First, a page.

Reading the reviews on Amazon (and it's well reviewed -- 4.5 stars with 459 reviewers), it seems like four other books came up as recommended/better than this book: Think and Grow Rich, The Millionaire Next Door, Rich Dad Poor Dad, and The One Minute Millionaire. I'm putting that out there, but I know I will not read them. I could not possibly be less interested in this topic.

However, by forcing myself to read this book (and write the longest review in history), I have thought more about money, how we spend it, how we save it, and how we can make it work for us to increase our wealth. I guess reading a book like this is like taking vitamins: not really a great experience, but it does benefit you, even if you don't like it at the time.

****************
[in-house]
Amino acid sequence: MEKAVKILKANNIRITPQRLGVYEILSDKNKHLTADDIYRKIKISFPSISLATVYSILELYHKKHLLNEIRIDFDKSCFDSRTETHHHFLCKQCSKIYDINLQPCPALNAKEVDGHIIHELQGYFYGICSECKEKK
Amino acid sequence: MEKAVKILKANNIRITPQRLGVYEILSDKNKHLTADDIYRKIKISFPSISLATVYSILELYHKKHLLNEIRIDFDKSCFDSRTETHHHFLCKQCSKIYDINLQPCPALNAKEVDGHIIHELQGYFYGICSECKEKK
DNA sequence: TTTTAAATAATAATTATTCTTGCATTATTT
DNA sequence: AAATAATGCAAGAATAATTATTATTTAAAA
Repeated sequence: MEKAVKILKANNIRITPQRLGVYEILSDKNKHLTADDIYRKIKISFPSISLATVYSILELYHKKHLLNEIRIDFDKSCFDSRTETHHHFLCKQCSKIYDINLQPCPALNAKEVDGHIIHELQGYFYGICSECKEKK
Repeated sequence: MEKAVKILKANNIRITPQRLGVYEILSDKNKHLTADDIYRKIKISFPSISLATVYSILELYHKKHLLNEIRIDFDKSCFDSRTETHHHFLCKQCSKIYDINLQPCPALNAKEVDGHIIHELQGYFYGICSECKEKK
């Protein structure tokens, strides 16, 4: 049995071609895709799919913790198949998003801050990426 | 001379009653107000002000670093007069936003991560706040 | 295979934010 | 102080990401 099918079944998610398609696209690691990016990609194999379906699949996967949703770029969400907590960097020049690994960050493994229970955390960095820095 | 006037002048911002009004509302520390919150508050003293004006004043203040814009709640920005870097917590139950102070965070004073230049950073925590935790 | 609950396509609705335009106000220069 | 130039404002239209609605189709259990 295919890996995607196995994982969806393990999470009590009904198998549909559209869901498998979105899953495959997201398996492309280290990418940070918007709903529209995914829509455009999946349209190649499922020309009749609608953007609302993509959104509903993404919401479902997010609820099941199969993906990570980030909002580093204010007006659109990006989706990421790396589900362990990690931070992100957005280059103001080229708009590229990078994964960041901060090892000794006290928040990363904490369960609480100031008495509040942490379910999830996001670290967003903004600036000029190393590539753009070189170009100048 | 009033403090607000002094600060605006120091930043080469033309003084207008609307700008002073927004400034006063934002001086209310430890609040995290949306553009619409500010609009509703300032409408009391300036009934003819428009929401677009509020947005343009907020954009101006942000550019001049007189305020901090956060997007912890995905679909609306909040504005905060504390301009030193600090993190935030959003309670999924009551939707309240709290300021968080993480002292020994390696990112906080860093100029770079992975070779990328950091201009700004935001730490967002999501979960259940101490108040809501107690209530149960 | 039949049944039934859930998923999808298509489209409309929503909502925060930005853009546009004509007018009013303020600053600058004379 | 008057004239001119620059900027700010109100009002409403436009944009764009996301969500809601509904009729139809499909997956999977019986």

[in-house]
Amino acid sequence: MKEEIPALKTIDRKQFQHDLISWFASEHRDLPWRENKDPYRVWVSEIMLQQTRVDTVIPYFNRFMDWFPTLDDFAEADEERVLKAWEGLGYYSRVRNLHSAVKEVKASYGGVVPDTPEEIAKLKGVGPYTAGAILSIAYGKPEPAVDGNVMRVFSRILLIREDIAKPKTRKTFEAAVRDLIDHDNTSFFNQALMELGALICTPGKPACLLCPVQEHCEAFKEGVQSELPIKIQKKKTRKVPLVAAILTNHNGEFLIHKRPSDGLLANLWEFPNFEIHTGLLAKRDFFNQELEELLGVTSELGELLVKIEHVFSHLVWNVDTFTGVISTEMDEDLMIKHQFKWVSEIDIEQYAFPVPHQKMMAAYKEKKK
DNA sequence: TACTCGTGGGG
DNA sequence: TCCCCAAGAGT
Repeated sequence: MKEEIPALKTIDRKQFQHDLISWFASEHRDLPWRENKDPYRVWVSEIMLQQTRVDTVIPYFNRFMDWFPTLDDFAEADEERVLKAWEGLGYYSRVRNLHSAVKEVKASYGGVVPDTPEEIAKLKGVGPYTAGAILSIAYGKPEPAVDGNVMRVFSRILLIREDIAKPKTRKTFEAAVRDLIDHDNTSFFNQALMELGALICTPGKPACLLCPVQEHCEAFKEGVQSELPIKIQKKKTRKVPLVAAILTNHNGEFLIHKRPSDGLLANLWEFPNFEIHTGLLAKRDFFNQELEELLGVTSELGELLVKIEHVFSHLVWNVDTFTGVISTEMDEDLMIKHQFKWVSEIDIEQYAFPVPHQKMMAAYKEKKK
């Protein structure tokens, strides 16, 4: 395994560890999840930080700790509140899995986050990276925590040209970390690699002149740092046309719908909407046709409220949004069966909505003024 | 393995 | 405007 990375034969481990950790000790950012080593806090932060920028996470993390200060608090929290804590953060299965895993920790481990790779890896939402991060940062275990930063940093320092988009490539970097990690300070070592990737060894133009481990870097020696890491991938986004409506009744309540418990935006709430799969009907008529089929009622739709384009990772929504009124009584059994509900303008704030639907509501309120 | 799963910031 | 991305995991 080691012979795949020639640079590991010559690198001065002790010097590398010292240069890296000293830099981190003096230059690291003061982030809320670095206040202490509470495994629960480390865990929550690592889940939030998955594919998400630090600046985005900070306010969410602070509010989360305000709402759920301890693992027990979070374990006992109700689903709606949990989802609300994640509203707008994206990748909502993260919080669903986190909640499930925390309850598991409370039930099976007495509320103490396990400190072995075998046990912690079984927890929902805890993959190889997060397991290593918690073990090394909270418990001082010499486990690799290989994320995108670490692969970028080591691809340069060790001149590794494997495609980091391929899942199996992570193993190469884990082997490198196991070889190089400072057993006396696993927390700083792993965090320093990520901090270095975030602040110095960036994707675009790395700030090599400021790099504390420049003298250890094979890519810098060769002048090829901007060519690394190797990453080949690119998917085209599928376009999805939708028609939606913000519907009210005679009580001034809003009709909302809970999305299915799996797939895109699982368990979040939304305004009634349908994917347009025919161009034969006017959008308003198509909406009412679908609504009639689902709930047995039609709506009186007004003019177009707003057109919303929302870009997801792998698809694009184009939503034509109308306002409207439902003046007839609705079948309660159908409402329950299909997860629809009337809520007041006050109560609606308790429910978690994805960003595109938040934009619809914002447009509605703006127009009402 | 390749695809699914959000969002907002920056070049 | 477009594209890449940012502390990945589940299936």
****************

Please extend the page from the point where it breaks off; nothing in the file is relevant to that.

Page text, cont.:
I think my next book has to be a "fluff" one. I need a break. (And you probably do too, after reading this review!)


Thursday, January 27, 2011

OTC: The Great Gatsby Cartoons

Here's a little off topic chatter...I'm only about 30 or 40 pages into Oracle Bones, so I don't have much to tell you there.

But this is hilarious! Cartoons based on The Great Gatsby. Is it still one of your favorites?

Here's something else I stumbled across this week. A video of 2 kids performing a hilarious parody of The Love Song of J. Alfred Prufrock, which is my favorite poem.

Do I dare to eat a peach? You're damn right I'll eat a peach!

I'm pretty glad it's the weekend. Maybe I can actually get some reading done...

Saturday, January 15, 2011

Jenny's Book 2: Oracle Bones